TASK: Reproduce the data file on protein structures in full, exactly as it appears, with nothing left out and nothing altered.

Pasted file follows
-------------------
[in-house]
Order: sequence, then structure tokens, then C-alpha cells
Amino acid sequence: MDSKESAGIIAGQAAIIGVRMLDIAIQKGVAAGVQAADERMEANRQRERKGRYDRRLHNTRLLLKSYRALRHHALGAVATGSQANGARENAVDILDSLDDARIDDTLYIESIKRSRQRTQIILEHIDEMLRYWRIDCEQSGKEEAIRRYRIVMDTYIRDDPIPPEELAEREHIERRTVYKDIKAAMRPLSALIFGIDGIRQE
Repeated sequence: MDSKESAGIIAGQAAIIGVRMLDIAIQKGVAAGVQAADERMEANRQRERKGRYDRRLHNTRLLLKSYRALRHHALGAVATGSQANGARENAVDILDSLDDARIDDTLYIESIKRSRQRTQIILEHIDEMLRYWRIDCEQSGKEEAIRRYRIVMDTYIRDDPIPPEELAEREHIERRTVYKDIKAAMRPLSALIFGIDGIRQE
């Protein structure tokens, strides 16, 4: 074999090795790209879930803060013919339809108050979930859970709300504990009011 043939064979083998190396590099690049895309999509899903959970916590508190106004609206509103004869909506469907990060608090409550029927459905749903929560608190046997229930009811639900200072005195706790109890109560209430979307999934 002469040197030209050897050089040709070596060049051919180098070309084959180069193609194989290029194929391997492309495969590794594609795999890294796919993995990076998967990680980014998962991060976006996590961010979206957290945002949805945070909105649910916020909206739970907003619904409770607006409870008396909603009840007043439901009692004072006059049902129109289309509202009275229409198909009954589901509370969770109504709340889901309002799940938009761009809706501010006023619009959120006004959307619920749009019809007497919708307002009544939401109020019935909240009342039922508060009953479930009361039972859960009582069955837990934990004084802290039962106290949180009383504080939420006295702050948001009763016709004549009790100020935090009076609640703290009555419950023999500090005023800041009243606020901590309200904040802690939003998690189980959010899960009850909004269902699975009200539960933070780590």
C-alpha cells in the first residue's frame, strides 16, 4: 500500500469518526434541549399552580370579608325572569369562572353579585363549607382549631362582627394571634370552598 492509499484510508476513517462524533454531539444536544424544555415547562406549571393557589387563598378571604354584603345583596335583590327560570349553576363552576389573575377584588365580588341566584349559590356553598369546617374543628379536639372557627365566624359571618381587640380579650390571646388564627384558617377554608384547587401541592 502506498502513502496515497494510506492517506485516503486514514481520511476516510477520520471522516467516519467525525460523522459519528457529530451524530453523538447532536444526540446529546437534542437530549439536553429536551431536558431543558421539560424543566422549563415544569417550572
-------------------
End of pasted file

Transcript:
[in-house]
Order: sequence, then structure tokens, then C-alpha cells
Amino acid sequence: MDSKESAGIIAGQAAIIGVRMLDIAIQKGVAAGVQAADERMEANRQRERKGRYDRRLHNTRLLLKSYRALRHHALGAVATGSQANGARENAVDILDSLDDARIDDTLYIESIKRSRQRTQIILEHIDEMLRYWRIDCEQSGKEEAIRRYRIVMDTYIRDDPIPPEELAEREHIERRTVYKDIKAAMRPLSALIFGIDGIRQE
Repeated sequence: MDSKESAGIIAGQAAIIGVRMLDIAIQKGVAAGVQAADERMEANRQRERKGRYDRRLHNTRLLLKSYRALRHHALGAVATGSQANGARENAVDILDSLDDARIDDTLYIESIKRSRQRTQIILEHIDEMLRYWRIDCEQSGKEEAIRRYRIVMDTYIRDDPIPPEELAEREHIERRTVYKDIKAAMRPLSALIFGIDGIRQE
């Protein structure tokens, strides 16, 4: 074999090795790209879930803060013919339809108050979930859970709300504990009011 043939064979083998190396590099690049895309999509899903959970916590508190106004609206509103004869909506469907990060608090409550029927459905749903929560608190046997229930009811639900200072005195706790109890109560209430979307999934 002469040197030209050897050089040709070596060049051919180098070309084959180069193609194989290029194929391997492309495969590794594609795999890294796919993995990076998967990680980014998962991060976006996590961010979206957290945002949805945070909105649910916020909206739970907003619904409770607006409870008396909603009840007043439901009692004072006059049902129109289309509202009275229409198909009954589901509370969770109504709340889901309002799940938009761009809706501010006023619009959120006004959307619920749009019809007497919708307002009544939401109020019935909240009342039922508060009953479930009361039972859960009582069955837990934990004084802290039962106290949180009383504080939420006295702050948001009763016709004549009790100020935090009076609640703290009555419950023999500090005023800041009243606020901590309200904040802690939003998690189980959010899960009850909004269902699975009200539960933070780590």
C-alpha cells in the first residue's frame, strides 16, 4: 500500500469518526434541549399552580370579608325572569369562572353579585363549607382549631362582627394571634370552598 492509499484510508476513517462524533454531539444536544424544555415547562406549571393557589387563598378571604354584603345583596335583590327560570349553576363552576389573575377584588365580588341566584349559590356553598369546617374543628379536639372557627365566624359571618381587640380579650390571646388564627384558617377554608384547587401541592 502506498502513502496515497494510506492517506485516503486514514481520511476516510477520520471522516467516519467525525460523522459519528457529530451524530453523538447532536444526540446529546437534542437530549439536553429536551431536558431543558421539560424543566422549563415544569417550572